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Figure skating Grand Prix Series will be held as ‘domestic’ competitions

Skate America
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Figure skating’s Grand Prix Series will go ahead as scheduled this fall, with modifications due to the coronavirus pandemic, the International Skating Union decided Monday.

Each of the series’ six stops around the globe will be “a domestic run event,” limited to skaters of the event’s host country, who regularly train in the host country and from a respective geographical area. The number of disciplines and skaters at each event are to be worked out.

The Grand Prix Series, held annually since 1995, is a six-event fall season, qualifying the top six skaters and teams per discipline to December’s Grand Prix Final. The annual stops are in the U.S., Canada, China, France, Russia and Japan, leading up to the Final, which is held at a different site each year.

The Final is the second-biggest annual competition after the world championships, which are typically in late March. The Final is still scheduled for Beijing, though whether or when it can be held will be discussed.

The series begins in late October with Skate America, which debuted in 1979 and has been held every year since 1988 as the biggest annual international competition in the U.S. Skate America’s site is Las Vegas, just as it was in 2019.

Skaters typically compete twice on the Grand Prix Series (three times if they qualify for the Final). ISU vice president Alexander Lakernik said skaters will be limited to one start in the six-event series before the Final, according to a Russian media quote confirmed by Phil Hersh.

The ISU has not confirmed or denied Lakernik’s assertion.

Most, if not all, top-level U.S. skaters train in the U.S. or Canada. That makes the first two Grand Prix stops — Skate America and Skate Canada — likely destinations. Grand Prix assignments have not been published.

“I appreciate the ISU is open to adapting competitive formats and is working to give athletes opportunities to compete,” Evan Bates, a U.S. ice dance champion with Madison Chock who trains in Montreal, wrote in a text message to Hersh. “This announcement gives reassurance that the ISU is doing their best to ensure a season will still take place. Of course, it’s hard to predict what will happen, and we’re not sure about what country we would compete in. It would probably depend on what the quarantine rules are at that time.”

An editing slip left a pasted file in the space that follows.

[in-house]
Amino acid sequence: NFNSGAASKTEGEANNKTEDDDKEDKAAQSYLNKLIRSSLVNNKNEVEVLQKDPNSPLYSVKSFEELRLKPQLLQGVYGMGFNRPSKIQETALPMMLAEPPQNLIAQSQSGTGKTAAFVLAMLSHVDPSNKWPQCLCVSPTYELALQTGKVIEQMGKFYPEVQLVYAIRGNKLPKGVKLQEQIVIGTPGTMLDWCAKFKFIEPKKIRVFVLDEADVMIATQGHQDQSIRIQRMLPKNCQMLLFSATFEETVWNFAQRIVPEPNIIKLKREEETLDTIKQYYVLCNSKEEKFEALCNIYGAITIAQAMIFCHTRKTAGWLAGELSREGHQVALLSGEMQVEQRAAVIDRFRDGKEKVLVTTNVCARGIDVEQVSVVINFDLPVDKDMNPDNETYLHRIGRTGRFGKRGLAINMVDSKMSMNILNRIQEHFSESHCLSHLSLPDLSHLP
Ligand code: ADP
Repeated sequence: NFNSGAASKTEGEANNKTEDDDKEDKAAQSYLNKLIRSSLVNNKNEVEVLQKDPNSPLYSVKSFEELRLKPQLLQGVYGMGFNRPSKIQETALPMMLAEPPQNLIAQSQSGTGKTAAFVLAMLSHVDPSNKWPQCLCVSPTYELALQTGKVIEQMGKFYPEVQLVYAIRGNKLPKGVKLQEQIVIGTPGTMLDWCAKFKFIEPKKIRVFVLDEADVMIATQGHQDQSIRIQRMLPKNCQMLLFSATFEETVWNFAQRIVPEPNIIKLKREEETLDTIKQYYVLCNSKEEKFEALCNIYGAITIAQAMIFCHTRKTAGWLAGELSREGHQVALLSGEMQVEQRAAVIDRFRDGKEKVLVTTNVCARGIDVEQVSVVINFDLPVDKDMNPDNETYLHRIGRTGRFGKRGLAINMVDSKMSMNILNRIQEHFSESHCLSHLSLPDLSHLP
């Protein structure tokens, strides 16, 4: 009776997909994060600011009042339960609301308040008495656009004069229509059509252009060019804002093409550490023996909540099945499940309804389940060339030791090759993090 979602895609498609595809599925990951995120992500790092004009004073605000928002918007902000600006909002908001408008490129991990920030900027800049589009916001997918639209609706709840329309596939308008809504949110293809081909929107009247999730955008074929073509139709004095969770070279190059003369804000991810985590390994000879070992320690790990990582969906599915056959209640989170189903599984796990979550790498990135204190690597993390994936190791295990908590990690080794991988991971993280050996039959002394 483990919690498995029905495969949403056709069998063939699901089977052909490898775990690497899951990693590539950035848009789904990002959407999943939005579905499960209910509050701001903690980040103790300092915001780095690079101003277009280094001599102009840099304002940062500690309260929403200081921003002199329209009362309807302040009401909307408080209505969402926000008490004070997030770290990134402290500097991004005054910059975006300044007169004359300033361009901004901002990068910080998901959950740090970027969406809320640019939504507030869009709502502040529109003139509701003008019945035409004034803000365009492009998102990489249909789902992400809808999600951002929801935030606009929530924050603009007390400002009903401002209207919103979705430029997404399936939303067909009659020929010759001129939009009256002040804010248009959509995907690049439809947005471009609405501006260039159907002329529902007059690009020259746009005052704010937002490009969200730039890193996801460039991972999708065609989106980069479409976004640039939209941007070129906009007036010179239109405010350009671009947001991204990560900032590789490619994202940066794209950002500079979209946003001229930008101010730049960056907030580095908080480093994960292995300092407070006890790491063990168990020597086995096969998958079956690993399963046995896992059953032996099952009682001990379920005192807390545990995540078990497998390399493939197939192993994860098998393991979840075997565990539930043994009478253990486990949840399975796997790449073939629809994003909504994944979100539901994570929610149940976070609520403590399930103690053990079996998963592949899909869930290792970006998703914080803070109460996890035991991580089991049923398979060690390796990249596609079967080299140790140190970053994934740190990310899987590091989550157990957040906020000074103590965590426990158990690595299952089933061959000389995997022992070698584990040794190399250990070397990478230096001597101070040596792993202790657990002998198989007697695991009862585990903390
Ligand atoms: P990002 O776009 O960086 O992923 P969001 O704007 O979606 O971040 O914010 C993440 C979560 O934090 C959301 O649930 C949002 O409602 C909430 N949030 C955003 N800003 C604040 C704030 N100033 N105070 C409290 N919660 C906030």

The January 2021 U.S. Championships are scheduled for San Jose, Calif. The March 2021 World Championships are set for Stockholm.

In July, the ISU canceled the Junior Grand Prix Series for skaters mostly ages 13 to 18, including two-time U.S. champion Alysa Liu, who cannot enter the senior Grand Prix until 2021.

Other early season senior international competitions scheduled for September were also canceled or postponed.

U.S. Figure Skating said in a statement that it will have more details on the Grand Prix Series in the coming weeks after collaborating with an ISU-appointed group.

“This is a great example of the figure skating community coming together to ensure that the world’s premier figure skating series will continue during these challenging times,” the statement read. “Figure skaters want to compete and figure skating fans from all around the world want to see their favorite athletes skate, and this format will ensure just that.”